Simmat v. U.S. Bureau of Prisons

Decision Date01 July 2005
Docket NumberNo. 03-3361.,03-3361.
Citation413 F.3d 1225
PartiesRon SIMMAT, Plaintiff-Appellant, v. UNITED STATES BUREAU OF PRISONS; G.F. Jackson, Dentist, U.S. Bureau of Prisons; and Reid Elden Stempel, Dentist, U.S. Bureau of Prisons, Defendants-Appellees.
CourtU.S. Court of Appeals — Tenth Circuit

Janet Koven Levit, Associate Professor, University of Tulsa College of Law, Tulsa, OK, for Plaintiff-Appellant.

Emily B. Metzger, Assistant United States Attorney, (Eric F. Melgren, United States Attorney, with her on the briefs) Wichita, KS, for Defendants-Appellees.

Before KELLY, HARTZ, and McCONNELL, Circuit Judges.

McCONNELL, Circuit Judge.

At least since Estelle v. Gamble, 429 U.S. 97, 104-06, 97 S.Ct. 285, 50 L.Ed.2d 251 (1976), federal courts have recognized the right of prisoners to relief if prison officials deny them basic medical care, in violation of the Eighth Amendment. In the case of state prisoners, the vehicle for such suits is 42 U.S.C. § 1983, with its jurisdictional predicate, 28 U.S.C. § 1343. See Simmat; Hunt v. Uphoff, 199 F.3d 1220 (10th Cir.1999). In the case of federal prisoners, surprisingly, the vehicle is not so clear. In Farmer v. Brennan, 511 U.S. 825, 846, 114 S.Ct. 1970, 128 L.Ed.2d 811 (1994), the Supreme Court stated only that the courts could "grant appropriate relief" on a federal prisoner's Eighth Amendment claim for damages and injunctive relief against prison officials in their individual and official capacities. Some courts have treated such actions as Bivens actions, even when the inmate seeks injunctive relief against officials in their official capacities. See Bivens v. Six Unknown Named Agents of the Federal Bureau of Narcotics, 403 U.S. 388, 91 S.Ct. 1999, 29 L.Ed.2d 619 (1971).1 Others have assumed that there exists a non-statutory basis for injunctive action, perhaps coupled with declaratory relief under the Declaratory Judgment Act, or civil actions in the nature of mandamus.2 In the latter cases, the question arises whether the actions are barred by sovereign immunity. Very often the nature of the claim and the basis for rejecting sovereign immunity are not addressed.3 We believe clarification would be useful.

This case involves an action against prison dentists in their official capacity for injunctive relief. The defendants, the prison dentists and the United States Bureau of Prisons ("BOP"), assert that the action is barred by sovereign immunity. We hold that jurisdiction exists under 28 U.S.C. §§ 1331 or 1361, that the case is properly denominated an action for relief in the nature of mandamus, authorized under 28 U.S.C. § 1361, and that sovereign immunity is not a bar. We also hold, however, that plaintiff's suit against the prison dentists must be dismissed without prejudice for failure to exhaust his administrative remedies, as required by the Prison Litigation Reform Act of 1995 ("PLRA"), 42 U.S.C. § 1997e(a), and that his claims against the Bureau of Prisons are not properly before us.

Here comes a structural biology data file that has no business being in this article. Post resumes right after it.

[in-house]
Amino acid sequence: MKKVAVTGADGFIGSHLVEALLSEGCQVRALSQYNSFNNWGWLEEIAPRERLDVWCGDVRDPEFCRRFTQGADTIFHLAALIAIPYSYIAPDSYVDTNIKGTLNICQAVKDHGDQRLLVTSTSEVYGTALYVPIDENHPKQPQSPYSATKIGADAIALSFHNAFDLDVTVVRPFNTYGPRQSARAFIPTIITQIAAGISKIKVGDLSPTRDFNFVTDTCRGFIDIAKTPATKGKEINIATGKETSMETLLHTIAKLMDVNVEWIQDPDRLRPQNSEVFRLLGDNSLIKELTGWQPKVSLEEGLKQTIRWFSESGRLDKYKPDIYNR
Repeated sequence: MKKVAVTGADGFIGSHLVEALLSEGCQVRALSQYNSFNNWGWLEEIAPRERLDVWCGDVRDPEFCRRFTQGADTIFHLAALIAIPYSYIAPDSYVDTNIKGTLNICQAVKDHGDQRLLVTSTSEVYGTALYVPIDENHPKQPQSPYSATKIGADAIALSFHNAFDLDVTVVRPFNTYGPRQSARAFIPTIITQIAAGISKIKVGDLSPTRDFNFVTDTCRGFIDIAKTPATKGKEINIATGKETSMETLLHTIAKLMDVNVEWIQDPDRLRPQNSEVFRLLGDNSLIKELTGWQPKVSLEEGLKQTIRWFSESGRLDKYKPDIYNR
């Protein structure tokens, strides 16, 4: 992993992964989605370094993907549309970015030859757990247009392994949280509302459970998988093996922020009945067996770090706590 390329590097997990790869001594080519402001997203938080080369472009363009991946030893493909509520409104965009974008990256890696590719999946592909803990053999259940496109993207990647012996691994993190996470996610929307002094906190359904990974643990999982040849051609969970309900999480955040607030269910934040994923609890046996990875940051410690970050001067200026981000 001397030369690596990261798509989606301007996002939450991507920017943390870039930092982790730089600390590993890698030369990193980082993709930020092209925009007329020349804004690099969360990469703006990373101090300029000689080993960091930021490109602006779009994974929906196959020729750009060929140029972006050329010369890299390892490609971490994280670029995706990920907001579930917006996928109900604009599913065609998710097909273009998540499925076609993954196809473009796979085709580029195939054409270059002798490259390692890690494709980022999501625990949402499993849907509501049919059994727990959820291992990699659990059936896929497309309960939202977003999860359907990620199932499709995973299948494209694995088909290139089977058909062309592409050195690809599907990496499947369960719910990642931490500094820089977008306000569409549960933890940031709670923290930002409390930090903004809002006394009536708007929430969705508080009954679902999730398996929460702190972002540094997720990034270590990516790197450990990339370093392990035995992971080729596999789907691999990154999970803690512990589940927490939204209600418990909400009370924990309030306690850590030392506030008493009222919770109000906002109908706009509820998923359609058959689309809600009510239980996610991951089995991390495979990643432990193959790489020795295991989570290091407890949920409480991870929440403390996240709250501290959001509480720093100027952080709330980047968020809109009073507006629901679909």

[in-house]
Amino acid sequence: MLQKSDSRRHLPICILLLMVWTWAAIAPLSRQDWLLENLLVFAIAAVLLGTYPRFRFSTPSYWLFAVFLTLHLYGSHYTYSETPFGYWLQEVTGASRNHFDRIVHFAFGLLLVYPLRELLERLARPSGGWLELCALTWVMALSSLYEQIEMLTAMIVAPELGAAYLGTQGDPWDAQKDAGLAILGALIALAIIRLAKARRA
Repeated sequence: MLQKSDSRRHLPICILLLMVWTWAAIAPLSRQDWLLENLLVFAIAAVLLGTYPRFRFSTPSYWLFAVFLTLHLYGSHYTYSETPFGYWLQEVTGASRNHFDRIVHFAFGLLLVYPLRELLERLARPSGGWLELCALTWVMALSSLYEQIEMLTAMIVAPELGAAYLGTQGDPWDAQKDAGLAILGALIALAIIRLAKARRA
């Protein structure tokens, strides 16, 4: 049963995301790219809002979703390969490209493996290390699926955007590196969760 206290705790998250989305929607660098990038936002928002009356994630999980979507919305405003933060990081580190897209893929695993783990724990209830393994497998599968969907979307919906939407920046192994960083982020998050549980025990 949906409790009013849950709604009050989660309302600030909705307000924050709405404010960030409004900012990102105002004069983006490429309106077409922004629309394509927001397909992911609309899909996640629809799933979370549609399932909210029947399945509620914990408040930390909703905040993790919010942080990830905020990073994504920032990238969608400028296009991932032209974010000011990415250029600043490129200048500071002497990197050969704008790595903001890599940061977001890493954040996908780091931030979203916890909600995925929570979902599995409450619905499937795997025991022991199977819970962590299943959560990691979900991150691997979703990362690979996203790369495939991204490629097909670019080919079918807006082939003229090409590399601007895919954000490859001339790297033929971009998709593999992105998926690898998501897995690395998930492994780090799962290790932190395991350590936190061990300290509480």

I. Background and Facts

Plaintiff-Appellant Ron Simmat was convicted of second degree murder and sentenced by the State of Connecticut to life imprisonment in 1962. Since January 21, 1995, he has been incarcerated in the United States Penitentiary at Leavenworth, Kansas ("USP Leavenworth"). The precise facts and circumstances bearing on Mr. Simmat's problems are not clear on this record, but because Mr. Simmat appeals a grant of summary judgment for the defendants, we will recount the facts in the light most favorable to his case. See Simms v. Oklahoma ex rel. Dep't of Mental Health & Substance Abuse Servs., 165 F.3d 1321, 1326 (10th Cir.1999).

Mr. Simmat suffers from a variety of dental problems, including gum disease, several cavities, and a root that protrudes from his gums. In August 1999, he submitted a request to BOP staff to be placed on the treatment list to see the dentist about a cavity. Dr. Jackson informed him that he had been placed on the list. In November 1999, before getting treatment, Mr. Simmat asked to be placed on the treatment list for a second cavity. Dr. Jackson again informed him that he had been placed on the list. In February 2000, still having received no treatment, Mr. Simmat submitted a third request for an appointment, indicating that he had been waiting since August 1999 and that two of his teeth needed to be treated. Dr. Jackson told him that he was on the treatment list and would be called soon. On April 9, 2000, Mr. Simmat submitted an Inmate Request to Staff form to Dr. Jackson and the Health Services administrator stating that "one of my problem teeth now gives me constant pain, which gets really bad when I lay down." This request concerned a third tooth—number thirty, his "lone chewing molar." Appellant's Supp. Br. 9.